Understanding bipolar disorder
I am mourning my husband, Jeff. He’s very much alive. And he hasn’t blown town with a younger woman on his arm. But he is gone.
Jeff was diagnosed with late-onset bipolar disorder a couple years ago. The funny, loving, gentle man I once knew disappeared with the diagnosis. The new man was a stranger to me.
Most people who have bipolar disorder cycle between the depths of depression and the highs of mania. Jeff has primarily experienced the manic form of the condition. When this occurs, it’s often referred to as unipolar mania.
Doctors don’t totally understand what causes bipolar disorder. It’s widely believed that it occurs when chemicals in the brain aren’t working correctly. Stress or trauma may trigger the condition. It also runs in families. Jeff, though, has no known family members with the disorder.
We tend to associate bipolar disorder with younger adults. Most often, it’s first diagnosed in people between the ages of 20 and 40. Late-onset bipolar disorder occurs in people over age 50. Jeff’s symptoms first surfaced after he turned 60, which is even more rare.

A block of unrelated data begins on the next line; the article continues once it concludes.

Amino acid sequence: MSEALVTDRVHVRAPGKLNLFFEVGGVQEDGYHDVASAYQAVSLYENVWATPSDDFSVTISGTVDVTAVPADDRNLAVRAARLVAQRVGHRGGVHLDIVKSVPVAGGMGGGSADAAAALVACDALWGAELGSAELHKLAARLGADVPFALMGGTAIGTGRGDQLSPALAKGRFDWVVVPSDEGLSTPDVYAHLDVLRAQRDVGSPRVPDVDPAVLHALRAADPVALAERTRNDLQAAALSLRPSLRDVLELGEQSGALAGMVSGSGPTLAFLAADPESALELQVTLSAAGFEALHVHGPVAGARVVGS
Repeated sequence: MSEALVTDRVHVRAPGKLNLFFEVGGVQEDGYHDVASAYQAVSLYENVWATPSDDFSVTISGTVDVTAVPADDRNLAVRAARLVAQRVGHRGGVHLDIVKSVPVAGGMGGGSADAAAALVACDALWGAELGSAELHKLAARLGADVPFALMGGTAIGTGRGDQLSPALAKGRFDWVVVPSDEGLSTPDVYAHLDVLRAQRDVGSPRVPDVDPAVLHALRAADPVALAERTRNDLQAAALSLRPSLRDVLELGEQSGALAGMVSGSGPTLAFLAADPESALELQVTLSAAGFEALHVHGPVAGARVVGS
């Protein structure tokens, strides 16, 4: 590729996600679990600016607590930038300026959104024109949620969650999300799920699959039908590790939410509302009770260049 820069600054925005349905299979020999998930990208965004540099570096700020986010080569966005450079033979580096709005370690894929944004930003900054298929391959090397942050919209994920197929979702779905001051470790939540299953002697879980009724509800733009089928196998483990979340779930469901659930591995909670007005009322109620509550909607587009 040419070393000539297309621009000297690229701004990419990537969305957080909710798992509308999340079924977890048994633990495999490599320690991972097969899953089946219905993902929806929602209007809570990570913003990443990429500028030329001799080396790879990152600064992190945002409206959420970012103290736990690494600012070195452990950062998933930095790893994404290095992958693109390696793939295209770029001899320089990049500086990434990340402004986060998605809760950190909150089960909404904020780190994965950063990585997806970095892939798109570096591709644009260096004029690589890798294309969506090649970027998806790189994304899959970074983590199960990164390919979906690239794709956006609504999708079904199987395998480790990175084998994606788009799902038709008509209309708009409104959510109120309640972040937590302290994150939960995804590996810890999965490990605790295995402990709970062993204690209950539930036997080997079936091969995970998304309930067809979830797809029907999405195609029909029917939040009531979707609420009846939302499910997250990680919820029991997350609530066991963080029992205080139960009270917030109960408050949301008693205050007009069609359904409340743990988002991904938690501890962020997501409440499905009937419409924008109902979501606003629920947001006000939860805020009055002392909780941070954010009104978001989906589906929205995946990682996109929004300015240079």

It’s hard to pinpoint just when Jeff started displaying symptoms of bipolar disorder. In late 2010, he took early retirement and we moved to a different state — the type of major life changes that may have a role in triggering bipolar disorder.
Throughout 2011, Jeff became increasingly lethargic and began drinking heavily. I grew frustrated with his inability to be social or make even basic decisions, but didn’t recognize that alcohol was the problem. By the summer of 2013, however, we both knew his drinking was out of control. He immediately signed up for an outpatient alcohol treatment program and has not had a drink since.
Initially, sobriety seemed to make a huge difference for the better. Jeff had boundless energy and tons of enthusiasm. He became more social and involved in activities. But he also began to be very self-absorbed. Looking back, the need to be on the go all the time, irrational ideas, and apparent inability to think of anyone but himself may well have been the first signs of mania. The lethargy and drinking also could have been related to bipolar disorder.